From Captives to Slaves: Commodifying Indian Women in the Borderlands

From The Journal of American History
  • Juliana Barr


On July 21, 1774, fray Miguel Santa María y Silva, the leading Franciscan missionary stationed in the mission district of Los Adaes on the border between Texas and Louisiana, reported to the Spanish viceroy in Mexico City on his trip through that region as part of a delegation seeking renewed peace with powerful Wichita and Caddo nations. In 1769, in the aftermath of the Seven Years’ War, Spain had officially established administrative control of the former French province of Louisiana, and the mission to reconfirm Wichita and Caddo alliances sought to represent the new unity of Spaniards and Frenchmen in Louisiana and Texas. Many, however, could not put aside past rivalries so easily, and Santa María y Silva was no exception. Rather than detail this first peace council sought by the Spanish government with leading Indian nations, the Franciscan spent page after page lamenting an “infamous traffic of the flesh” he had witnessed being carried on by Frenchmen living in and among Caddoan Indian villages along the Red River. To discredit Frenchmen, Santa María y Silva could have deplored the skyrocketing numbers of enslaved Africans and African Americans in Louisiana by the 1770s. Or, given the hostile relations between the Spanish government and many independent and powerful Indian nations in the lower Plains, the missionary could have bemoaned the fate of Spanish women and children from New Mexico who had been taken captive by Indians armed with guns obtained from French traders.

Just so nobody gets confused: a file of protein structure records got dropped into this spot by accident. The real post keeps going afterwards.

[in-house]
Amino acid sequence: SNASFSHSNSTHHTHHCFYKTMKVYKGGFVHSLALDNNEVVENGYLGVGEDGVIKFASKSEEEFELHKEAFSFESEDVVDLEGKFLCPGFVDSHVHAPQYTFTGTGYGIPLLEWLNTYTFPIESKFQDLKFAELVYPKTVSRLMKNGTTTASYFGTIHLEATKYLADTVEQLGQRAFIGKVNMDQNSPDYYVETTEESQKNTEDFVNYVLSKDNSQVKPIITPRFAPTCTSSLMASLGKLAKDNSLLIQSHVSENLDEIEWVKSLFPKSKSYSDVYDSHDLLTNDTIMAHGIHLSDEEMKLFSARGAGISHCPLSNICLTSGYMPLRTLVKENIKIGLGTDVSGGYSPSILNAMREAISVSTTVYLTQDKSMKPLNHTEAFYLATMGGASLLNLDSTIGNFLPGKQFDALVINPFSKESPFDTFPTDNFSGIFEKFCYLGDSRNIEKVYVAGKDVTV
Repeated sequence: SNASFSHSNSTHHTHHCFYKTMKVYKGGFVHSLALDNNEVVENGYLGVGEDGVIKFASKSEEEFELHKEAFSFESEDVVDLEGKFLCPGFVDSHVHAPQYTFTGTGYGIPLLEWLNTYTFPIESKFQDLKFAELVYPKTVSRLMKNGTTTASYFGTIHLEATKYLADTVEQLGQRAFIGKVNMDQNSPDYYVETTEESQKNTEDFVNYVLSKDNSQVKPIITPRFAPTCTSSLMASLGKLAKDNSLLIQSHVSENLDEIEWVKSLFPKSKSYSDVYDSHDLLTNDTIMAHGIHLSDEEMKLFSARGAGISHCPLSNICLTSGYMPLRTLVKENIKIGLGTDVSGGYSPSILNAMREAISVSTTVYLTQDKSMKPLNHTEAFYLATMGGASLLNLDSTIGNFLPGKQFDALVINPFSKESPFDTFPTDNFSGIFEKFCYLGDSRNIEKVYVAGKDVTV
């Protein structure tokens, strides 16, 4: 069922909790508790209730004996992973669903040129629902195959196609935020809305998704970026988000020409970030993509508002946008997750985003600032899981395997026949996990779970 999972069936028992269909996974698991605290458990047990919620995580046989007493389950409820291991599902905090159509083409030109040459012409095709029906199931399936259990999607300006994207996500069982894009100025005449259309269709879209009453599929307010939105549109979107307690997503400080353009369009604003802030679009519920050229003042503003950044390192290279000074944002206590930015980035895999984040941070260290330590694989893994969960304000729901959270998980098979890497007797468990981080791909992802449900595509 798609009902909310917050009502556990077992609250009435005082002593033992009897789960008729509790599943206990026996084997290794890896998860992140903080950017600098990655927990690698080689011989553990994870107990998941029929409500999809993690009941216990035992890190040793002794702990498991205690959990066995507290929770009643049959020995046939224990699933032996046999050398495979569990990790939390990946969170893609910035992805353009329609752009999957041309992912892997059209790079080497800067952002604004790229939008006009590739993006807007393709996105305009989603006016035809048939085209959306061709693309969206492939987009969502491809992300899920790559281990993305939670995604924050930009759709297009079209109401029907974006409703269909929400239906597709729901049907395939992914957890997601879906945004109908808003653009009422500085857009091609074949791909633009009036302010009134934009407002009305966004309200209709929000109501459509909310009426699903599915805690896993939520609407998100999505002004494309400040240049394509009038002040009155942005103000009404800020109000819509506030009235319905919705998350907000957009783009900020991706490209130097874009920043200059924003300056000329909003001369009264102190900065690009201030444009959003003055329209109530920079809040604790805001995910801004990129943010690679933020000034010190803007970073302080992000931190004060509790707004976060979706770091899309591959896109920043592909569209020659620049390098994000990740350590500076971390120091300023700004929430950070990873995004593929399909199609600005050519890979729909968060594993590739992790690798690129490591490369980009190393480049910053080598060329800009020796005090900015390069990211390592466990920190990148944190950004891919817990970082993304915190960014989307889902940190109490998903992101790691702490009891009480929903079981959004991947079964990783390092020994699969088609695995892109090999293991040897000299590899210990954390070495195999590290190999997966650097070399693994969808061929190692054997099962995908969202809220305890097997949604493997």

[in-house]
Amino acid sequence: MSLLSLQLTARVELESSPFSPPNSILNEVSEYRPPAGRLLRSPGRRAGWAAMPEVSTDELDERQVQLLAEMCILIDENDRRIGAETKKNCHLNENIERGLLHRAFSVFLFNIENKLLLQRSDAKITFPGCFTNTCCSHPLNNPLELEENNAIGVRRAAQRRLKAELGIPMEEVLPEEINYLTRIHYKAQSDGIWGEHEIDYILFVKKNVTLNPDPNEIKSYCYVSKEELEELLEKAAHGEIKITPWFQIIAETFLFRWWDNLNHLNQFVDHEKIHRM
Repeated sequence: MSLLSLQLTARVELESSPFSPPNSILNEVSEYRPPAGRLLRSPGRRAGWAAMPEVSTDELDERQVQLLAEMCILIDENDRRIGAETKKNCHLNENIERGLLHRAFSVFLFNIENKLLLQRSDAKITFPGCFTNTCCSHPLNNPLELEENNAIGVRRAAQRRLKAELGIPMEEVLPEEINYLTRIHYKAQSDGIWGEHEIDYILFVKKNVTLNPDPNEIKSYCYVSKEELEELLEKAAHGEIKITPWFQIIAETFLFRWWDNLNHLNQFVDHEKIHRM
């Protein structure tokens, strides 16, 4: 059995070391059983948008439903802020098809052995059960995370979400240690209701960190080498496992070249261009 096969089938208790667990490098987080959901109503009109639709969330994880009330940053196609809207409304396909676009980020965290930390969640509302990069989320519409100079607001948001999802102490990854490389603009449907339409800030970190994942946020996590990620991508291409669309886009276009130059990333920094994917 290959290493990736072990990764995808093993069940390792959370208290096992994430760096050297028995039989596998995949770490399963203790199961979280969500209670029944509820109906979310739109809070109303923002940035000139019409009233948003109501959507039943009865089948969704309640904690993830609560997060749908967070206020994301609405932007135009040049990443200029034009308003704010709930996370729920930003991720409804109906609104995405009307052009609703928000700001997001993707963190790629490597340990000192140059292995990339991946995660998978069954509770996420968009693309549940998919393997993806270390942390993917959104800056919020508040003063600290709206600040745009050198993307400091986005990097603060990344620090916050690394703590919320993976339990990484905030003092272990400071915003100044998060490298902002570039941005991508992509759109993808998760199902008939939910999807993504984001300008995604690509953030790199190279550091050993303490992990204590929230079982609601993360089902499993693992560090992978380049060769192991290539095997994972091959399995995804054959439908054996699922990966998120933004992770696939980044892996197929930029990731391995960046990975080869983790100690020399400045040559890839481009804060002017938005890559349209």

Eighteenth Century Indian Woman Slave Trade Indian People Peace Agreement 
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© Organization of American Historians 2007

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  • Juliana Barr

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